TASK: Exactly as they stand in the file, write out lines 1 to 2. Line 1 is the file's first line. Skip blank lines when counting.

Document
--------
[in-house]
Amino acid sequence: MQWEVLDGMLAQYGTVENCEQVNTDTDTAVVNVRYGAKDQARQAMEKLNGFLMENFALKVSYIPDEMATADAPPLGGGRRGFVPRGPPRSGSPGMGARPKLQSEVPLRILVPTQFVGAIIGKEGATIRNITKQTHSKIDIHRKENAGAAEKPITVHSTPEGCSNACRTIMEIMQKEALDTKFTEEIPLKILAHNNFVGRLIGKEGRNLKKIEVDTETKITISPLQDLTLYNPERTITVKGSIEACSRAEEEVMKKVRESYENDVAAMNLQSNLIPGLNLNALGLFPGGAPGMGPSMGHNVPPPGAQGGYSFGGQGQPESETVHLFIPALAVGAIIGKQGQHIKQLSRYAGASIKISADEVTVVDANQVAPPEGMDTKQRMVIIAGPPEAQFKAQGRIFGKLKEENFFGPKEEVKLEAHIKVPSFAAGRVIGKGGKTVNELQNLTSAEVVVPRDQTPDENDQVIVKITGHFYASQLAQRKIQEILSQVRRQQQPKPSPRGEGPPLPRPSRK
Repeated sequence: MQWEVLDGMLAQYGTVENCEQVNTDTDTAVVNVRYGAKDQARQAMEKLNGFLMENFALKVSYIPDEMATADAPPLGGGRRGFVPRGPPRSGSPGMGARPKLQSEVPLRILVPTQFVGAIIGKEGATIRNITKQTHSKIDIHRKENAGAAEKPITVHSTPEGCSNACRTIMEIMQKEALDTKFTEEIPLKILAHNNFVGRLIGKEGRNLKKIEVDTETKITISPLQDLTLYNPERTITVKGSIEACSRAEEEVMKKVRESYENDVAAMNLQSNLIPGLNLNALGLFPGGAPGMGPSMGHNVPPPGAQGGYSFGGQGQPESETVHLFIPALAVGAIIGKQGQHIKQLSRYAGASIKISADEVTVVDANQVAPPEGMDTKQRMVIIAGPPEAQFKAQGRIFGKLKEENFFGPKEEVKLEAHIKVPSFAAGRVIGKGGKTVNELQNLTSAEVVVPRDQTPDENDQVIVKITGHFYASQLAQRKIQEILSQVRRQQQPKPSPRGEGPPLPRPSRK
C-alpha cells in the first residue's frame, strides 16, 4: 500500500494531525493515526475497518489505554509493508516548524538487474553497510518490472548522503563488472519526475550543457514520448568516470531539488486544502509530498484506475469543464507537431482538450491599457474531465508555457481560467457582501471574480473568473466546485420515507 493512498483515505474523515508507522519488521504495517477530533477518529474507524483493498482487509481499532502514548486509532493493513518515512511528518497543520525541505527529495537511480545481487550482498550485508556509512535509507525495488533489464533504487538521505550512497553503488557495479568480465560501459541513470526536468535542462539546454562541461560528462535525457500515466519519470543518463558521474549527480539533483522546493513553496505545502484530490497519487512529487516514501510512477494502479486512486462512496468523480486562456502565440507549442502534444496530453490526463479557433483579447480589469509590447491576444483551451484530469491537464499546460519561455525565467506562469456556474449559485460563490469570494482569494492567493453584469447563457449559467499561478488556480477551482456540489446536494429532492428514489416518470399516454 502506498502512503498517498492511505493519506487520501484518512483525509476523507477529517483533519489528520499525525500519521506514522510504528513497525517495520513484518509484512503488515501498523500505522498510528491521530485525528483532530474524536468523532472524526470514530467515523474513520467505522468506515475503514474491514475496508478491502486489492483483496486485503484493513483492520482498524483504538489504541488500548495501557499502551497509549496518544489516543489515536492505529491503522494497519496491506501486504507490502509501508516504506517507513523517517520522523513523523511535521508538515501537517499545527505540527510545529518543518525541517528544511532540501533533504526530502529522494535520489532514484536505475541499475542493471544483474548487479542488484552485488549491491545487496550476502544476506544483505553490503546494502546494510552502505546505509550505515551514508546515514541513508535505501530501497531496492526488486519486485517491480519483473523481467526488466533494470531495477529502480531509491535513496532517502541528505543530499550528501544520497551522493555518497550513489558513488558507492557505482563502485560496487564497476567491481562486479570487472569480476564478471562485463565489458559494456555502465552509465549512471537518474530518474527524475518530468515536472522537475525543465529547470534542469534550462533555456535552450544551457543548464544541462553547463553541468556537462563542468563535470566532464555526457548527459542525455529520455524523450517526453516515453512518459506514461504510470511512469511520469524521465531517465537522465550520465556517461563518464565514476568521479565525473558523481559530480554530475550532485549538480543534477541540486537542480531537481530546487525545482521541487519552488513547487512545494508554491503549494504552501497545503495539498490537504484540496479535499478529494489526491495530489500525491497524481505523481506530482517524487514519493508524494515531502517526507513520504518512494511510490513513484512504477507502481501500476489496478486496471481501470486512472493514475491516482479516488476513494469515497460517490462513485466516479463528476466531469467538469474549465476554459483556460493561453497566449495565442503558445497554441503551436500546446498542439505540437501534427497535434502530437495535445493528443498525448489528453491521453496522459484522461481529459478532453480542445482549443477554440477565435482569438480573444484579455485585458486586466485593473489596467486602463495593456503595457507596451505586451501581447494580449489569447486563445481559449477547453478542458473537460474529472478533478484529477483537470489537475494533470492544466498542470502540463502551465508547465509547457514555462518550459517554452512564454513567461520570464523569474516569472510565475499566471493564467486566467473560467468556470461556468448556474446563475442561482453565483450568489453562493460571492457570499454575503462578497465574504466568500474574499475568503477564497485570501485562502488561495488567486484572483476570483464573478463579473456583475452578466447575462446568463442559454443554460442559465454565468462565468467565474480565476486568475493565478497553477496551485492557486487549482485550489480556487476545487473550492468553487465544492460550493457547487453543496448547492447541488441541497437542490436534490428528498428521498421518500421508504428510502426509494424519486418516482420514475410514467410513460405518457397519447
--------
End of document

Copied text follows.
[in-house]
Amino acid sequence: MQWEVLDGMLAQYGTVENCEQVNTDTDTAVVNVRYGAKDQARQAMEKLNGFLMENFALKVSYIPDEMATADAPPLGGGRRGFVPRGPPRSGSPGMGARPKLQSEVPLRILVPTQFVGAIIGKEGATIRNITKQTHSKIDIHRKENAGAAEKPITVHSTPEGCSNACRTIMEIMQKEALDTKFTEEIPLKILAHNNFVGRLIGKEGRNLKKIEVDTETKITISPLQDLTLYNPERTITVKGSIEACSRAEEEVMKKVRESYENDVAAMNLQSNLIPGLNLNALGLFPGGAPGMGPSMGHNVPPPGAQGGYSFGGQGQPESETVHLFIPALAVGAIIGKQGQHIKQLSRYAGASIKISADEVTVVDANQVAPPEGMDTKQRMVIIAGPPEAQFKAQGRIFGKLKEENFFGPKEEVKLEAHIKVPSFAAGRVIGKGGKTVNELQNLTSAEVVVPRDQTPDENDQVIVKITGHFYASQLAQRKIQEILSQVRRQQQPKPSPRGEGPPLPRPSRK